Science fiction is often made especially remarkable when it is rooted in real science. It is inspiring to listen to Alan Moore, for example, explain how he has read a paragraph or so about String Theory and came up with an idea for a character that can bend the universe by playing a violin a certain way. The scientific theories as well as the inventions of Star Trek have famously inspired a generation if not generations of doctors, engineers and physicist, and with the help of popular science communicators from Carl Sagan to Neil Degrasse Tyson and Brian Cox, recent films like Interstellar, which was followed by the book The Science of Interstellar by Kip Thorne, theoretical physicist and scientific adviser of the film, and The Martian, script adapted from the book by Andy Weir a computer programmer and mathematician, and TV shows like The Big Bang Theory, have brought real science back into science fiction and popular culture and made it sexy.
From its inception Doctor Who was intended as an educational show and have even put educators, science teacher Ian Chesterton and history teacher Barbara Wright at its centre. However, while there was some science thrown in here and there, it often felt as if history was the main interest of Doctor Who creators and science was mostly neglected. With time it seems that the show moved more and more towards magic rather than science, with problems from recent years’ stories solved by storytelling, singing, love and worst of all the power of motherhood. There are even fan schools that would say “never apply logic to Doctor Who”. Writers Simon Guerrier and Dr Marek Kukula say no to that and in their collaboration, The Scientific Secrets of Doctor Who they not only show that you can apply scientific logic to Doctor Who, but also show why it is “fantastic!”
Inspired by the four volumes of The Science of Discworld, by Terry Pratchett, Ian Stewart and Jack Cohen, the book is structured as a collection of short Doctor Who stories, featuring all twelve Doctors, slightly favouring the twelfth Doctor, by noted writers including Jenny T Coogan, Una McCormack, Justin Richards, James Goss and many others, intertwined with articles exploring scientific ideas in Doctor Who. During the 50th anniversary celebration of Doctor Who in 2013, professor Brian Cox has attempted to do something similar with a series of short lectures exploring themes of Doctor Who like time and space travel, alien life and dimensions (ie the TARDIS being bigger on the inside) from a scientific point of view. This was interesting and fun, but quite generic and superficial. Guerrier and Kukula take it to the next level. While Cox discussed wider themes and theories, Kukula and Guerrier take a more in depth look and demonstrate scientific theories and thoughts with Doctor Who TV stories from all eras.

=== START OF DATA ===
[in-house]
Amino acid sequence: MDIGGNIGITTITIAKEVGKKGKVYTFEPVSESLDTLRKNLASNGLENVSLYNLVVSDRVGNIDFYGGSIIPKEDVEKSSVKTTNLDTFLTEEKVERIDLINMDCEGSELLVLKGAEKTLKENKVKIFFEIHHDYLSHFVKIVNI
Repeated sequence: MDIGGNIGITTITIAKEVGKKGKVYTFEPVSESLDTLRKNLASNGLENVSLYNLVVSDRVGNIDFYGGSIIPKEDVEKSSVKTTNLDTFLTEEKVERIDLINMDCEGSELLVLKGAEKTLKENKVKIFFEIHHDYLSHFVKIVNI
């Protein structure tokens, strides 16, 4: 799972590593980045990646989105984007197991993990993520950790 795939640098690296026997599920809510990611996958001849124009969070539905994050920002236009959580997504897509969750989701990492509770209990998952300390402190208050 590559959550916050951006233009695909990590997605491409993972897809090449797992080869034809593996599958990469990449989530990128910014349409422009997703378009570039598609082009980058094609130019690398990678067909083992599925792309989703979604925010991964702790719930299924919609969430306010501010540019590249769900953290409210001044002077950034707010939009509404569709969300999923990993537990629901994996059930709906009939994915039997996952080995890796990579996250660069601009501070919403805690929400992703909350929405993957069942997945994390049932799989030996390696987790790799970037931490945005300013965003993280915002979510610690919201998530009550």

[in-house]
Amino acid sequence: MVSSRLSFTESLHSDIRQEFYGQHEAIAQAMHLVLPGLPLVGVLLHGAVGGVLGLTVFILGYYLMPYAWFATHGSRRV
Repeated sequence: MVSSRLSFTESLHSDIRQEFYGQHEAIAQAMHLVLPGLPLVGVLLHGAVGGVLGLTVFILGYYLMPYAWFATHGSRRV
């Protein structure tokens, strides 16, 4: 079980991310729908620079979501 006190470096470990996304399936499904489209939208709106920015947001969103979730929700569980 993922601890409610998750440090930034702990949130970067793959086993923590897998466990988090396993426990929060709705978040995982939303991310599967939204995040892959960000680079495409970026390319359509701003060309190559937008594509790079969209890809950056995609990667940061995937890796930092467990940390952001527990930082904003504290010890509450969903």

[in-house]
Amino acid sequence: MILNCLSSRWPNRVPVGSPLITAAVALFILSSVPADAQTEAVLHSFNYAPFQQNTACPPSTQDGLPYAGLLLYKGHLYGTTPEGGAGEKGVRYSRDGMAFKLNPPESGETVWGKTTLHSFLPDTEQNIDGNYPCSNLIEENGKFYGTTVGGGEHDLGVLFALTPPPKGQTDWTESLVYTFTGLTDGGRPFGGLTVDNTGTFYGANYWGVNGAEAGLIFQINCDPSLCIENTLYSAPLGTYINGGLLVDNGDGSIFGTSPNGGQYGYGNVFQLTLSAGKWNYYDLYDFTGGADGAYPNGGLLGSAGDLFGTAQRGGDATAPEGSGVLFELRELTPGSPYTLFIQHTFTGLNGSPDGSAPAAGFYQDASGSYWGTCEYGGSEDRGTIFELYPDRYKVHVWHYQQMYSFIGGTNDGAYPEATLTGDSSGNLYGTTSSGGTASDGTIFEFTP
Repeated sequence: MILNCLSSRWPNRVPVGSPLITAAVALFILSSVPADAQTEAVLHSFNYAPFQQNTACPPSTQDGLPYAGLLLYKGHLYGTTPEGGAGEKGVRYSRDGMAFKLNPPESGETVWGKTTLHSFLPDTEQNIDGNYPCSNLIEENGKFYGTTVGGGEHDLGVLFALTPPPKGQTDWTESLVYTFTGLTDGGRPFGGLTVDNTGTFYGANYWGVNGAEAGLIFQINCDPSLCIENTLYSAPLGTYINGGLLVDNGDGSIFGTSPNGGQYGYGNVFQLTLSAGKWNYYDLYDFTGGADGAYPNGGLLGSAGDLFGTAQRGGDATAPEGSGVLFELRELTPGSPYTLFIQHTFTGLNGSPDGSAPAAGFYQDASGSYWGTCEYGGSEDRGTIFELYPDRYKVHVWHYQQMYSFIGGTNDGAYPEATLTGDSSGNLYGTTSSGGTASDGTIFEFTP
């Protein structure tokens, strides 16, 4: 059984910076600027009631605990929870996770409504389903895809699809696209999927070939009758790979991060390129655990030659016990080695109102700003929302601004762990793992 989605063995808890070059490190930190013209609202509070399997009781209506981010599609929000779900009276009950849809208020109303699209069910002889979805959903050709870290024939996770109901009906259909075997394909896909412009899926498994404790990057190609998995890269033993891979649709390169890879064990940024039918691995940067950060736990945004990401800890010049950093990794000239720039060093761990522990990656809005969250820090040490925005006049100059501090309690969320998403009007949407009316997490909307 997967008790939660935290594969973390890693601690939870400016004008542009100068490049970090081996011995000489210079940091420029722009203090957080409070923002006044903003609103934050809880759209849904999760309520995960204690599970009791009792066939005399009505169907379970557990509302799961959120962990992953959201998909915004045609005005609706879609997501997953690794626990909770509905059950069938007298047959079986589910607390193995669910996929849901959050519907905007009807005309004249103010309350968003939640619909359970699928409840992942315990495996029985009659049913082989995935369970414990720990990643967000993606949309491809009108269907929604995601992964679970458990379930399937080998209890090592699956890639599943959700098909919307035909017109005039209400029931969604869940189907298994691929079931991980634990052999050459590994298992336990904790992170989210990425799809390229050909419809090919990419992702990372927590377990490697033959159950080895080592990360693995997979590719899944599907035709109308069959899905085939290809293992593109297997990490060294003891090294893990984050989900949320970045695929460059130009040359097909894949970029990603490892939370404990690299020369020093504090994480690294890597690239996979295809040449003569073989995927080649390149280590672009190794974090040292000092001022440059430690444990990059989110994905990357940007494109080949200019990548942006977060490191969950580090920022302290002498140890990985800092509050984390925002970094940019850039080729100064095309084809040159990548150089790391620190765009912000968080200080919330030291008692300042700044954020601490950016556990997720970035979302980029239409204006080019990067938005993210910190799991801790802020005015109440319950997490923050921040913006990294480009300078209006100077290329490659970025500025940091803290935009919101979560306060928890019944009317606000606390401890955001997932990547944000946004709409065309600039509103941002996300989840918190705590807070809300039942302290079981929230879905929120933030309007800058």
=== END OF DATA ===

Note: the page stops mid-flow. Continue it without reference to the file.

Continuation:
The book is divided into three parts: Space, Time and Humanity. The Space part covers subjects like the possibility of alien life, space travel, multiverse, the power of the TARDIS, explaining pulsars and black holes, and what we have learned about the Earth and its future from space exploration. The Time part of the book discusses the laws of time and the practicalities of time travel, time and memory, an in depth look into the Time War and finally after we look into Earth’s future in the space section, the time section offers a look into the history of Earth. The humanity section of the book looks into evolution, man and machine, artificial intelligence, entropy and death, and the subject of real regeneration.
Not all the stories in the book are great, some are baffling and not always in a good way, others are very meh or boring, but quite a few of them are really good, exceptional even, The Room with all the Doors by James Goss is a second Doctor story that particularly stood out as a very clever story that feels very Doctor Who-y and would make a brilliant visual story as well as an audio, but perhaps it works best as a book. The Hungry Night by Jonathan Morris, a sad and rather lonely ninth Doctor story. In Search for Lost Time by Una McCormack, a story that reminded me of the Star Trek The Next Generation episode Inner and the Girl Who Stole the Stars, a seventh Doctor story though more an Ace and Raine story that managed to make a rather suspenseful virtual reality story. The stories as a whole give excellent picture and a nice transit from one science-y essay to another. Good or bad all the stories seem to paint a surprisingly accurate picture of their chosen Doctors or companions.
If there is a slight problem with the book it is that the fifth Doctor, who is in my opinion the most scientific of Doctors, gets only one story, The Constant Doctor by Andrew Smith, in which he is not but an observer, which is a shame because it is a good story and I think would have been made better with the help of the fifth Doctor's flare for science.
While the book is constructed in such a way that you can skip the science if you are not interested in it, or skip the fiction if the science is your only interest, I think it would make the book redundant. There are enough good popular science books out there and enough Doctor Who fiction to choose from, but The Scientific Secrets of Doctor Who works incredibly well combining the two in an engaging and fun way that is broadly accessible as well as educational and fascinating.
 However, it is worth pointing out that after reading a little bit about quantum physics I found Moffat’s Weeping Angels a concept that could have been influenced by the discovery that quantum particles behave differently when observed and when not observed. An incredible incomprehensible revelation that inspired a great Doctor Who monster.